Researchers warn that ecotourism may be putting wildlife at risk by changing animals’ behaviours and responses to threats.
Animals that become accustomed to large numbers of visitors will likely lose some of their instinct for self preservation, US experts say. The effect this has on wildlife may leave them more at the mercy of predators.
Lead researcher Dr Daniel Blumstein, from the University of California at Los Angeles, said that when animals interact in ‘benign’ ways with humans, they may let down their guard.
“As animals get used to feeling comfortable with humans nearby, they may become bolder in other situations,” he explained.
“If this boldness transfers to real predators then they will suffer higher mortality when they encounter real predators.”
The growing popularity of ecotourism is becoming more of a concern, with protected areas around the world receiving eight billion visitors a year, the team reported.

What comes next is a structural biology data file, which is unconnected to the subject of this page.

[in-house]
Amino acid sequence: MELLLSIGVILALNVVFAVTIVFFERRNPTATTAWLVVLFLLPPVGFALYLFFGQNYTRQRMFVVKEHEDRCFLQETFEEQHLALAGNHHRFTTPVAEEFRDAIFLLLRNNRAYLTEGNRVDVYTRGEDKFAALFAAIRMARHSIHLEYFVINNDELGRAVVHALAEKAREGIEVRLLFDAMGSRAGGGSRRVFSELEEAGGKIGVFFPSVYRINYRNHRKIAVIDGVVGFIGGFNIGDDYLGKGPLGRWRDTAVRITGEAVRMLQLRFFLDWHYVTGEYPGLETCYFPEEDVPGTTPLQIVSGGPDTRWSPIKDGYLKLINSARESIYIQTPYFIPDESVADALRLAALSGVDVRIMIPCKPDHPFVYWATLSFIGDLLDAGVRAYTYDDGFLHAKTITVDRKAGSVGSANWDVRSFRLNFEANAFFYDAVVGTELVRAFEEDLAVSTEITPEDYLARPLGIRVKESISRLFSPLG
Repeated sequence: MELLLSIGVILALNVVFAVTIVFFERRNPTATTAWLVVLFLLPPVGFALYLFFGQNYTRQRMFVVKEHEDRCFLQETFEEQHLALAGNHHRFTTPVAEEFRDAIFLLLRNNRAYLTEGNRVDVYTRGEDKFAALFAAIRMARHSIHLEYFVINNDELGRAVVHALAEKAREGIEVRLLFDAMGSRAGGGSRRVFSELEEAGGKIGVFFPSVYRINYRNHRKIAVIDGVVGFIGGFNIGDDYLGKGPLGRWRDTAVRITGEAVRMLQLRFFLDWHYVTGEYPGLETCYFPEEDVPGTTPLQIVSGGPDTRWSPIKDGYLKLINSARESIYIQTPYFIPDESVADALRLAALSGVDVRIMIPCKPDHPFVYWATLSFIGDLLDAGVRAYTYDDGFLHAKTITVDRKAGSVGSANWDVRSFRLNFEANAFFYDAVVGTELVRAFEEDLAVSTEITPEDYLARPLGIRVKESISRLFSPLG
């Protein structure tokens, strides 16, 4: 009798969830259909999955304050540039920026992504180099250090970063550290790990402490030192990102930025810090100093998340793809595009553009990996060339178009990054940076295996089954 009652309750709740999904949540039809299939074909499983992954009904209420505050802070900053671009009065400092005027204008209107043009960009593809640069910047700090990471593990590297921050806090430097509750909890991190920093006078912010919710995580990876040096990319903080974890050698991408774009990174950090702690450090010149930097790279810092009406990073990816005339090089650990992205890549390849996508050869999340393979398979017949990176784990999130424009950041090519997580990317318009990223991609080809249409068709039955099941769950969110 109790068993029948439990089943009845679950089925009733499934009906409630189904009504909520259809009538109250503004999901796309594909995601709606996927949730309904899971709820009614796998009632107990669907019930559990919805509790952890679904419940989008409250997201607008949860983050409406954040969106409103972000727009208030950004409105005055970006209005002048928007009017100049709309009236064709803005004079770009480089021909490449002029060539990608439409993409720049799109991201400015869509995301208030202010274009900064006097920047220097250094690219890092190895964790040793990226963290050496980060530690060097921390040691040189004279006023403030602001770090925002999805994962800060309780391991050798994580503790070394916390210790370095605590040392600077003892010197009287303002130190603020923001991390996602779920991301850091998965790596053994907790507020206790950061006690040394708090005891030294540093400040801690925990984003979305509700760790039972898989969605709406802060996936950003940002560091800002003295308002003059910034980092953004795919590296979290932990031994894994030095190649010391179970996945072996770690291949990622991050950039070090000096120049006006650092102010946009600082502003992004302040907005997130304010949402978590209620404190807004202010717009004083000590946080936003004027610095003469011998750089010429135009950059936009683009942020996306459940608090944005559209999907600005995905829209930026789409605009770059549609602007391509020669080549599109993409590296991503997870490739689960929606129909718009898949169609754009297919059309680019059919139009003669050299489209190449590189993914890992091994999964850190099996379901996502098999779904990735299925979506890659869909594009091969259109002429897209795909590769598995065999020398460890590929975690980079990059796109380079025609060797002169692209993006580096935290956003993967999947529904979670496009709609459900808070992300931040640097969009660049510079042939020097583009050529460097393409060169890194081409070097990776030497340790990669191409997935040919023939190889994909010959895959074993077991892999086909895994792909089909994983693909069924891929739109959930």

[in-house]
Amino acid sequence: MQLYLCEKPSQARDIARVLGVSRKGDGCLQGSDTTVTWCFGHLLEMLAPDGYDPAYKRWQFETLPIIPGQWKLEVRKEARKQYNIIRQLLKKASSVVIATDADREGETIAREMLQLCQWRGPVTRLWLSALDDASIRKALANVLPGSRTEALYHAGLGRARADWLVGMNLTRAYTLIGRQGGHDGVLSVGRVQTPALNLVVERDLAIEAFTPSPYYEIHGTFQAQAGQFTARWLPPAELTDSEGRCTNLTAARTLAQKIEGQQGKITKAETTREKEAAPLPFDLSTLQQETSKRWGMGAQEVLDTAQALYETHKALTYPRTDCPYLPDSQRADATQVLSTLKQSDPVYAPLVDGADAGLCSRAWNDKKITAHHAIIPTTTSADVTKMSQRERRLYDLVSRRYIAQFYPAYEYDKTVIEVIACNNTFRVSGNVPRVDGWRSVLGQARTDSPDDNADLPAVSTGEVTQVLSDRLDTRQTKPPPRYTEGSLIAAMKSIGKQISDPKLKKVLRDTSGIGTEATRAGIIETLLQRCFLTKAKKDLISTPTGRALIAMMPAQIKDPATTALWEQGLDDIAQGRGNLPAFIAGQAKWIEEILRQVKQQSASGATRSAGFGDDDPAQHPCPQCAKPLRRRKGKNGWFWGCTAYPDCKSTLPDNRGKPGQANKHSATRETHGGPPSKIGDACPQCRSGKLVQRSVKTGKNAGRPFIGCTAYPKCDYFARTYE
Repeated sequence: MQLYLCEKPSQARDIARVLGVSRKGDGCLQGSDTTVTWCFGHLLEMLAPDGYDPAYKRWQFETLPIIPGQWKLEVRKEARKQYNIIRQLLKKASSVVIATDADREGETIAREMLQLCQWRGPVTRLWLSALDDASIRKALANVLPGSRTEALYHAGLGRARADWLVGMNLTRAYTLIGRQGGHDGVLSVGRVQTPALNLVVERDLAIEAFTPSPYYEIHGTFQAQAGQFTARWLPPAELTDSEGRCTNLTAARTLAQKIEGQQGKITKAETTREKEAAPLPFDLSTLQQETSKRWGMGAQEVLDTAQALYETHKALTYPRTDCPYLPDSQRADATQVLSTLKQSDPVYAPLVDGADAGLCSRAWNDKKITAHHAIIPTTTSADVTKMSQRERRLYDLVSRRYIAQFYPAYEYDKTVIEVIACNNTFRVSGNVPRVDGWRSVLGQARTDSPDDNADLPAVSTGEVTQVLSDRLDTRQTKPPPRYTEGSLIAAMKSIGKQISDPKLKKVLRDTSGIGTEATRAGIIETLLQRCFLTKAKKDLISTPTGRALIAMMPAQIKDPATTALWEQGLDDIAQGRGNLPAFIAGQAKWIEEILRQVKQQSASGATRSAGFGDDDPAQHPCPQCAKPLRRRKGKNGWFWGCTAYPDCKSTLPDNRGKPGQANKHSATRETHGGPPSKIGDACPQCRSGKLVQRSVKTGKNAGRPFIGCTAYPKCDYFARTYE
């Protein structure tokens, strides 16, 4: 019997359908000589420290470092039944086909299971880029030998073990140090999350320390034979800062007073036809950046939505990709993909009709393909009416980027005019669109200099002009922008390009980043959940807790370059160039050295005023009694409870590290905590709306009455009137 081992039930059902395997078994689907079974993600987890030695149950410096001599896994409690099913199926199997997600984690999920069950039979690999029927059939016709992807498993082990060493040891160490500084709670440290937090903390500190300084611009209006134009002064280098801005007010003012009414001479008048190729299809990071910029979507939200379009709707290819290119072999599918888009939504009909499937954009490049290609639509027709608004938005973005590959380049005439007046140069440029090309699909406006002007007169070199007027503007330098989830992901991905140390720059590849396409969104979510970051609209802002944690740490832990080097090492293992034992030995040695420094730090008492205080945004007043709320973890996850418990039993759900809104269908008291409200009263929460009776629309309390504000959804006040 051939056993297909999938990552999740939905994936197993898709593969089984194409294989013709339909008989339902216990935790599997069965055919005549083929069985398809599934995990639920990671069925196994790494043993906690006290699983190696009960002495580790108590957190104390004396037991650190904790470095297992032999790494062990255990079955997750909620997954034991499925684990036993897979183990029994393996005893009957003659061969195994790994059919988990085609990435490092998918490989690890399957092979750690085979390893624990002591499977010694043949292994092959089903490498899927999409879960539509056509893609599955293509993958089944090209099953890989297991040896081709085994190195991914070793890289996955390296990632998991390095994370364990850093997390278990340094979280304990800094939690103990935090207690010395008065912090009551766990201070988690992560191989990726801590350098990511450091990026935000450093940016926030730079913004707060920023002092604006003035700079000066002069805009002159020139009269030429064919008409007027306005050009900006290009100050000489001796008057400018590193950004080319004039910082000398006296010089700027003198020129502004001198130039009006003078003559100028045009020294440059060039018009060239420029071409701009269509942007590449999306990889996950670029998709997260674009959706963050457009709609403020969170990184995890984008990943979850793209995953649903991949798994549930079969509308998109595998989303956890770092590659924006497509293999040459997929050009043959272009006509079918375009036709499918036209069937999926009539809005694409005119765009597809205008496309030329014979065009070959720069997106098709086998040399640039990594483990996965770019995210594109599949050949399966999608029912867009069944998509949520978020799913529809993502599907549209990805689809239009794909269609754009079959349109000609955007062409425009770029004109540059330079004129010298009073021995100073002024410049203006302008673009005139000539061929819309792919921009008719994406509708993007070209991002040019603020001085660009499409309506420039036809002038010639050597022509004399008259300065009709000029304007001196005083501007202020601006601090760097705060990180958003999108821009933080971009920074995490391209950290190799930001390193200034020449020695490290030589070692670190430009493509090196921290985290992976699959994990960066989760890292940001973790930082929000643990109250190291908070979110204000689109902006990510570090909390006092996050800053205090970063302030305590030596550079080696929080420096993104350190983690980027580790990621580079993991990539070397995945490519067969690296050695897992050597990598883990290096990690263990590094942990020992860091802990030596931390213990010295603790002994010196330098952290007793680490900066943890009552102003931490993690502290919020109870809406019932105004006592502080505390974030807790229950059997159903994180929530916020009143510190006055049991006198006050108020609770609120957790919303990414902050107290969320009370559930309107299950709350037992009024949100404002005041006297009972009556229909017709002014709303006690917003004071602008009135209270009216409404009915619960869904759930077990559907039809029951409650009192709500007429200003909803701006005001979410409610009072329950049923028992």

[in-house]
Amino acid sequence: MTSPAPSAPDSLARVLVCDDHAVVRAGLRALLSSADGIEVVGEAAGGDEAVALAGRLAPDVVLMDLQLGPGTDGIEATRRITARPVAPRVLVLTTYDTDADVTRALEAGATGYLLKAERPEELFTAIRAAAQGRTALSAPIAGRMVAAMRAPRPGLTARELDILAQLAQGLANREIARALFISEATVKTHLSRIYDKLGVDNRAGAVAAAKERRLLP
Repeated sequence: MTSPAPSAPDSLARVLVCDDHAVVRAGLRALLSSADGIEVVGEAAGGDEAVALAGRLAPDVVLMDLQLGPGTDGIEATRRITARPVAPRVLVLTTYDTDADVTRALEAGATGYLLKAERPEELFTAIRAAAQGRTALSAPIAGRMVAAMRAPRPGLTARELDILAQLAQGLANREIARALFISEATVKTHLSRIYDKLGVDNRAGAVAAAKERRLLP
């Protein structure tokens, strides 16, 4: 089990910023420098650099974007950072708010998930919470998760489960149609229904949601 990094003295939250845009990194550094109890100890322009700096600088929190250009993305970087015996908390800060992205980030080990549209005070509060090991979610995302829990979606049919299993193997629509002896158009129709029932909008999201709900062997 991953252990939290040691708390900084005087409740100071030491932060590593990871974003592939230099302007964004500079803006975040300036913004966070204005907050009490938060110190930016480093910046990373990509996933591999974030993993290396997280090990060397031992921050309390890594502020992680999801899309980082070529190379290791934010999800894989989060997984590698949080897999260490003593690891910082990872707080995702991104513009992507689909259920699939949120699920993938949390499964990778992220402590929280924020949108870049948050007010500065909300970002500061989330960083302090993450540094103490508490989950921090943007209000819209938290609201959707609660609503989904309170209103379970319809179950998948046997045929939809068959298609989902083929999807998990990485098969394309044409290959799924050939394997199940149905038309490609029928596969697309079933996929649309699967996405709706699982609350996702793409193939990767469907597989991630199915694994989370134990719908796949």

“This massive amount of nature-based ecotourism can be added to the long list of drivers of human-induced rapid environmental change,” said Dr. Blumstein.
Writing in the journal Trends in Ecology & Evolution, the researchers compare the effects of ecotourism with that of animal domestication and urbanization, and found that interactions between people and animals could lead to habituation – described as “a kind of taming”.
The scientists also questioned what might happen to these animals when the visitors leave.
“If individuals selectively habituate to humans – particularly tourists – and if invasive tourism practices enhance this habituation, we might be selecting for or creating traits or syndromes that have unintended consequences, such as increased predation risk,” the researchers wrote.
“Even a small human-induced perturbation could affect the behaviour or population biology of a species and influence the species’ function in its community.”